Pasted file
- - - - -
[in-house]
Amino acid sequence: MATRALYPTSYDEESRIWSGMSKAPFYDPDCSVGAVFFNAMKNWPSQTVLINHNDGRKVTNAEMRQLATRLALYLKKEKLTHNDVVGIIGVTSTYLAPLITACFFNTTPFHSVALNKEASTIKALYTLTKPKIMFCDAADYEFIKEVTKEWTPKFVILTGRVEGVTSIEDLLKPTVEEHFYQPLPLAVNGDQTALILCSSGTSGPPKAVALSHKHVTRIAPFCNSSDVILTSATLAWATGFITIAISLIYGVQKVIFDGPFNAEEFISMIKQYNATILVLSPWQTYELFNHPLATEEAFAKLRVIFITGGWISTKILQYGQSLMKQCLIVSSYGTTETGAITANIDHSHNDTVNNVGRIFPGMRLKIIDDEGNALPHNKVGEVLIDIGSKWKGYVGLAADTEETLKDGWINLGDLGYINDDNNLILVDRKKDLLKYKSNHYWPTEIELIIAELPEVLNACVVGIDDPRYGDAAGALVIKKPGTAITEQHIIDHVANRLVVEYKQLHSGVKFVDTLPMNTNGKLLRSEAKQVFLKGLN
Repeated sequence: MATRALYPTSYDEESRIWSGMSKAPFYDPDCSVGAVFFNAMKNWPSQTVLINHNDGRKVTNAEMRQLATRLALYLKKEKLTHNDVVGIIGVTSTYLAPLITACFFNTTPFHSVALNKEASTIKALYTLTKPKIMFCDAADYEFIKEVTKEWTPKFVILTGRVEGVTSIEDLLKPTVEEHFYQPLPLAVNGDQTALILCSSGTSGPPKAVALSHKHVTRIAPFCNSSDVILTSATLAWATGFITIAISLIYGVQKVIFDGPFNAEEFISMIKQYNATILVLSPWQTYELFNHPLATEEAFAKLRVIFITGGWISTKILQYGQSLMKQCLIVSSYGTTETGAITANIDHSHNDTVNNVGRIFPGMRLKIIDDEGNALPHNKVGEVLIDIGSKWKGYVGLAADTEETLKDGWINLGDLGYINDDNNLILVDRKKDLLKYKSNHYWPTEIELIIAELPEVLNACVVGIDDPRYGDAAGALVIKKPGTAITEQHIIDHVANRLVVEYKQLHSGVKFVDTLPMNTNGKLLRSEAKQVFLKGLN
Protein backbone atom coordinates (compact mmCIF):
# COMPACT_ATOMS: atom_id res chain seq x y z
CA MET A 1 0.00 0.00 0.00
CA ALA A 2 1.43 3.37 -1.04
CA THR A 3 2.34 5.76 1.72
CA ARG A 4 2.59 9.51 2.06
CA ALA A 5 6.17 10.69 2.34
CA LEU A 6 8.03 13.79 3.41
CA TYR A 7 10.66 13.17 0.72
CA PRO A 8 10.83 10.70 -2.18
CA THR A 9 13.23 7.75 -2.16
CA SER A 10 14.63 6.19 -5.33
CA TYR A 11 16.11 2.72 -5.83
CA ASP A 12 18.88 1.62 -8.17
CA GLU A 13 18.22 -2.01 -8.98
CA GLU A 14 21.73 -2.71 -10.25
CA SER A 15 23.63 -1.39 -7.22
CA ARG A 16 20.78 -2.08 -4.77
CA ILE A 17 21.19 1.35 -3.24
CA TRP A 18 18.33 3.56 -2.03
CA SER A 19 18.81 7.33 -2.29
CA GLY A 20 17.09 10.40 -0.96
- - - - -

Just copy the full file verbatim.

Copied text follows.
[in-house]
Amino acid sequence: MATRALYPTSYDEESRIWSGMSKAPFYDPDCSVGAVFFNAMKNWPSQTVLINHNDGRKVTNAEMRQLATRLALYLKKEKLTHNDVVGIIGVTSTYLAPLITACFFNTTPFHSVALNKEASTIKALYTLTKPKIMFCDAADYEFIKEVTKEWTPKFVILTGRVEGVTSIEDLLKPTVEEHFYQPLPLAVNGDQTALILCSSGTSGPPKAVALSHKHVTRIAPFCNSSDVILTSATLAWATGFITIAISLIYGVQKVIFDGPFNAEEFISMIKQYNATILVLSPWQTYELFNHPLATEEAFAKLRVIFITGGWISTKILQYGQSLMKQCLIVSSYGTTETGAITANIDHSHNDTVNNVGRIFPGMRLKIIDDEGNALPHNKVGEVLIDIGSKWKGYVGLAADTEETLKDGWINLGDLGYINDDNNLILVDRKKDLLKYKSNHYWPTEIELIIAELPEVLNACVVGIDDPRYGDAAGALVIKKPGTAITEQHIIDHVANRLVVEYKQLHSGVKFVDTLPMNTNGKLLRSEAKQVFLKGLN
Repeated sequence: MATRALYPTSYDEESRIWSGMSKAPFYDPDCSVGAVFFNAMKNWPSQTVLINHNDGRKVTNAEMRQLATRLALYLKKEKLTHNDVVGIIGVTSTYLAPLITACFFNTTPFHSVALNKEASTIKALYTLTKPKIMFCDAADYEFIKEVTKEWTPKFVILTGRVEGVTSIEDLLKPTVEEHFYQPLPLAVNGDQTALILCSSGTSGPPKAVALSHKHVTRIAPFCNSSDVILTSATLAWATGFITIAISLIYGVQKVIFDGPFNAEEFISMIKQYNATILVLSPWQTYELFNHPLATEEAFAKLRVIFITGGWISTKILQYGQSLMKQCLIVSSYGTTETGAITANIDHSHNDTVNNVGRIFPGMRLKIIDDEGNALPHNKVGEVLIDIGSKWKGYVGLAADTEETLKDGWINLGDLGYINDDNNLILVDRKKDLLKYKSNHYWPTEIELIIAELPEVLNACVVGIDDPRYGDAAGALVIKKPGTAITEQHIIDHVANRLVVEYKQLHSGVKFVDTLPMNTNGKLLRSEAKQVFLKGLN
Protein backbone atom coordinates (compact mmCIF):
# COMPACT_ATOMS: atom_id res chain seq x y z
CA MET A 1 0.00 0.00 0.00
CA ALA A 2 1.43 3.37 -1.04
CA THR A 3 2.34 5.76 1.72
CA ARG A 4 2.59 9.51 2.06
CA ALA A 5 6.17 10.69 2.34
CA LEU A 6 8.03 13.79 3.41
CA TYR A 7 10.66 13.17 0.72
CA PRO A 8 10.83 10.70 -2.18
CA THR A 9 13.23 7.75 -2.16
CA SER A 10 14.63 6.19 -5.33
CA TYR A 11 16.11 2.72 -5.83
CA ASP A 12 18.88 1.62 -8.17
CA GLU A 13 18.22 -2.01 -8.98
CA GLU A 14 21.73 -2.71 -10.25
CA SER A 15 23.63 -1.39 -7.22
CA ARG A 16 20.78 -2.08 -4.77
CA ILE A 17 21.19 1.35 -3.24
CA TRP A 18 18.33 3.56 -2.03
CA SER A 19 18.81 7.33 -2.29
CA GLY A 20 17.09 10.40 -0.96